Katie - By all means, Herr Doctor. Thank you.

Martin - Herr Koppe will show you to their house. (Koppe moves to her aid, escorting her out. Martin watches them go.) Impetuous, eh? Haughty and prideful is more like it. I wonder how sad they were to find her cell empty Easter morning.

Scene 4

Conrad - Wittenberg must have been an exciting town for a woman who had spent her entire life cloistered. It was full of students from all over and alive with the arts. Katharine found herself spending much time with Lucas Cranach, the town artist and portrait maker, and she could regularly be found at the home of the Melanchthons.

Philip was young for a professor, much closer to Katharine's age, but his status at the university was second only to Martin himself. The Melanchthons took on boarders in their house and students would regularly gather at their house to read Latin and Greek poetry, sing, and put on plays.

In this atmosphere of gaiety many changes came over young Katherine. The shorn hair of a nun turned into long golden braids, and, quite unexpectedly, her heart turned to thoughts of love.

Katie - Explain to me again why we must practice our lines in this fashion?

Jerome - (from behind wall) Because the play is about two lovers separated by a wall. She can't see him, he can't see her. They can only speak through a chink. It's very romantic.

Katie - (mutters) It's very stupid.

Jerome - (sticks his head from around wall) I heard that. (comes around to sit next to Katie) I beg to differ, lady scholar, it stands metaphorically for all lovers. We never really see each other, do we?

Katie - (slyly) I see you.

Jerome - (missing the point) But not all of me, Katie. That's the point. You only see my external wall. Jerome Baumgärtner, actor, scholar, lawyer...

Katie - You're not a lawyer yet.

Jerome - (shrugs) Soon enough. Let's get back to the script shall we? We need to practice if we're to present this before I return to Nuremberg.

Katie - "Pyramus, art thou there?"

Jerome - "Truly I am, lady fair.

Katie - "I can barely hear you, dear Thisby."

Jerome - "Press your lips, then, closer to me."

(Katie turns to see Jerome come quite near indeed; backs slightly)

Katie - (awkwardly) Come to think of it, perhaps your way of practicing has its merits. (points to wall) I'm beginning to see why you like this script.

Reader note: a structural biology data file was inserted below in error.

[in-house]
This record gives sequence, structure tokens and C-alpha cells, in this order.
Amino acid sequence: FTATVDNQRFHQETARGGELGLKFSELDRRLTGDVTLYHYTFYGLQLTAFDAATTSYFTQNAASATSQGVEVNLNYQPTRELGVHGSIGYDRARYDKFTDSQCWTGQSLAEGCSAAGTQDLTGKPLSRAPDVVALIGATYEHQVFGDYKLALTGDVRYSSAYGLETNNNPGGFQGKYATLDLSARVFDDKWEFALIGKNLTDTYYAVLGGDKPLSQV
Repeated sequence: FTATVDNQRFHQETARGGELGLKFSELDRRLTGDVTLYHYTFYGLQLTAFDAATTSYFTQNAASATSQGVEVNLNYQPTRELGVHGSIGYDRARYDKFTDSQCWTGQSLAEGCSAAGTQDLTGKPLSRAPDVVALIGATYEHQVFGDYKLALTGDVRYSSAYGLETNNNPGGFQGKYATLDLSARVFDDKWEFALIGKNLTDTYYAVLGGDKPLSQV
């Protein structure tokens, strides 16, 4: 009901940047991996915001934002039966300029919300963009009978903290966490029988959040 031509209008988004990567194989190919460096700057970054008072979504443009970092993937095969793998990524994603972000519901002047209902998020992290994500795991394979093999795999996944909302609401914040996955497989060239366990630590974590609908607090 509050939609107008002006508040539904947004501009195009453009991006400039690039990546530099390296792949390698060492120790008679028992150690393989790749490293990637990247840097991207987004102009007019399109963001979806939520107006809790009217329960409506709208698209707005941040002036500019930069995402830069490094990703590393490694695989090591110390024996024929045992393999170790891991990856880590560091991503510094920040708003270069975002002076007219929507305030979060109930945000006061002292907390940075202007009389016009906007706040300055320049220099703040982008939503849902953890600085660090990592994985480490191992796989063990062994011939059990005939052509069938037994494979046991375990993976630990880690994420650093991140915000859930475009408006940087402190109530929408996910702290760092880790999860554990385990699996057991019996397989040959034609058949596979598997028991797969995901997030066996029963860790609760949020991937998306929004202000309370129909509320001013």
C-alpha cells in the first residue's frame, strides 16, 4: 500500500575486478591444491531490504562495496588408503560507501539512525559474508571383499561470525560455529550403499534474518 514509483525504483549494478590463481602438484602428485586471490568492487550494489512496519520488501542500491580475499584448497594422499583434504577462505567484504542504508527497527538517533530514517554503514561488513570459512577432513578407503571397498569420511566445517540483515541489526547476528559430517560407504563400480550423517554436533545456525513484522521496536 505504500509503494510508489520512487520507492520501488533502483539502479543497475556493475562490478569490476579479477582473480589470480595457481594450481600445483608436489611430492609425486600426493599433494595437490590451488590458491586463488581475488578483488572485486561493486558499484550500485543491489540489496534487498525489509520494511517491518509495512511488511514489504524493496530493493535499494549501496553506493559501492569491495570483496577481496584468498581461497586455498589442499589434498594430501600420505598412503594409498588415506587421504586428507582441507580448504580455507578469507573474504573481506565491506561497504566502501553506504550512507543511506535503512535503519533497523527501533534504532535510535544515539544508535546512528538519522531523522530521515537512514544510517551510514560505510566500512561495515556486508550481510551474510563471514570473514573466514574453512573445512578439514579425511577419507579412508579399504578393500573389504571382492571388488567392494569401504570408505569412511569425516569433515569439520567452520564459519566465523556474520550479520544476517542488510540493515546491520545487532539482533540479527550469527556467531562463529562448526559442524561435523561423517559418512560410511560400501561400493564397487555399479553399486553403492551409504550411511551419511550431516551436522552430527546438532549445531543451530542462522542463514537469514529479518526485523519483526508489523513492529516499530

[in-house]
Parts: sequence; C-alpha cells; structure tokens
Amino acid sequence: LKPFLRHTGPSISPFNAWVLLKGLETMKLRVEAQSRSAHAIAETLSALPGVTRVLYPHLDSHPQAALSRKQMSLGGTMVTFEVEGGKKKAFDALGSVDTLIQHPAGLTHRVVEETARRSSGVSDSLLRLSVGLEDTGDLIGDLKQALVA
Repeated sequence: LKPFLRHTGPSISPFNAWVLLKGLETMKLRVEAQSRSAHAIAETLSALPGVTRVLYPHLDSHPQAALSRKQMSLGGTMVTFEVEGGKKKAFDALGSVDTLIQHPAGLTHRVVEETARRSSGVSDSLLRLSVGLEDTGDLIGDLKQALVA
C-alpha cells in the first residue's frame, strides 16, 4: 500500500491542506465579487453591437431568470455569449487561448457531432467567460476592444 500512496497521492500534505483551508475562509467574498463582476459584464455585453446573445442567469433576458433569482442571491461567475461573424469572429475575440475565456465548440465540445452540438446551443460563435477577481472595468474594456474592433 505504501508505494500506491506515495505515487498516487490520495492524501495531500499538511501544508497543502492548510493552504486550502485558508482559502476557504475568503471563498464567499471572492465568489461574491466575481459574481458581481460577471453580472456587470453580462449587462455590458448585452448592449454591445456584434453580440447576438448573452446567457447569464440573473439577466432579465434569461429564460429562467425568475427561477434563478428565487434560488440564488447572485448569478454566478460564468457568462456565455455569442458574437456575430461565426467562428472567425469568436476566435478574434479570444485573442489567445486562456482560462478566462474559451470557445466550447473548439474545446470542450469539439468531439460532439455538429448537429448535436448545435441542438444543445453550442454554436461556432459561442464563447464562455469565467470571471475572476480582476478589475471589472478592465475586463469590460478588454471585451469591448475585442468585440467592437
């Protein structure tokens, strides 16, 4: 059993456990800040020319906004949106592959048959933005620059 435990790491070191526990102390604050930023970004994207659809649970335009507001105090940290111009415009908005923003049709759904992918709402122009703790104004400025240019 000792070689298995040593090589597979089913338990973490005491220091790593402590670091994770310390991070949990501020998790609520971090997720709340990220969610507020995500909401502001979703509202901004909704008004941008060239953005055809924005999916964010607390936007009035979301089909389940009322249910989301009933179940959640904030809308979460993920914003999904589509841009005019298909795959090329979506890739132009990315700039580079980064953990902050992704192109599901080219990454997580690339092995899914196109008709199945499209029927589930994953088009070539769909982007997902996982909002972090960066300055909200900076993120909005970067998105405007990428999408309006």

Jerome - They say it's all the rage in England right now.

Katie - Oh, do they?

Scene 5

Conrad - The first blossoms of love are beautiful but seldom lasting. Jerome left for Nuremberg to discuss plans of marrying Katie with his parents and Katie waited. Days turned to weeks and weeks to months.

Katie - Doctor Luther, may I speak with you?

Martin - Of course. (gestures to seat) Philip tells me you haven't received word from Jerome yet.
Katie - (nods) I was wondering if you would do me a favor? Would you be willing to write Herr Baumgärtner? He respects you greatly. A word from you might prompt him to reply.

Martin - (smiles) I didn't think you trusted my powers of persuasion. (Katie smiles slightly.) I'm not sure it is my place...

Katie - Doctor, when we arrived on your doorstep over a year ago you said you would do what was within your power to secure our future. All of the other sisters have been taken in by their families, are working as teachers, or are married. Only I remain.

Martin - I will do as you ask.

Katie - Thank you.

Conrad - Martin wrote the letter...

Martin - October 12, 1524. Grace and peace in the Lord! Dear Jerome, if you intend on marrying Katharine von Bora, make haste before she is given to some one else. She has not yet got over her love for you. I wish that you two were married. Farewell. Martin Luther.

Scene 6

Conrad - But the reply was not heartening. It seems Jerome's parents had other plans for the young lawyer, plans that did not include a wayward nun that might dim an otherwise bright future. Instead Jerome was married to Sibell Dichtel, a fifteen year-old girl.

As all of this was going on, Caspar Glatz, a pastor in the nearby town of Orlamünde, had taken an interest in young Katharine and had inquired with Martin about the possibility of his marrying her. Martin asked his friend and fellow professor, Amsdorf, to approach Katie on the matter.

(Amsdorf is seated as if waiting. He fiddles with his hat. Katie enters.)

Amsdorf - (stands, clearly nervous) Good day, milady, Katharine.

Katie - You wished to see me, Doctor?

Amsdorf - Indeed, yes, I wanted to see you, or rather, I should say that I was sent to see you, you see. Mmmm... Yes. Your garden looks quite nice, I must say.

Katie - Thank you. I've never had a garden before. I find that I quite like it. You say you were sent by someone?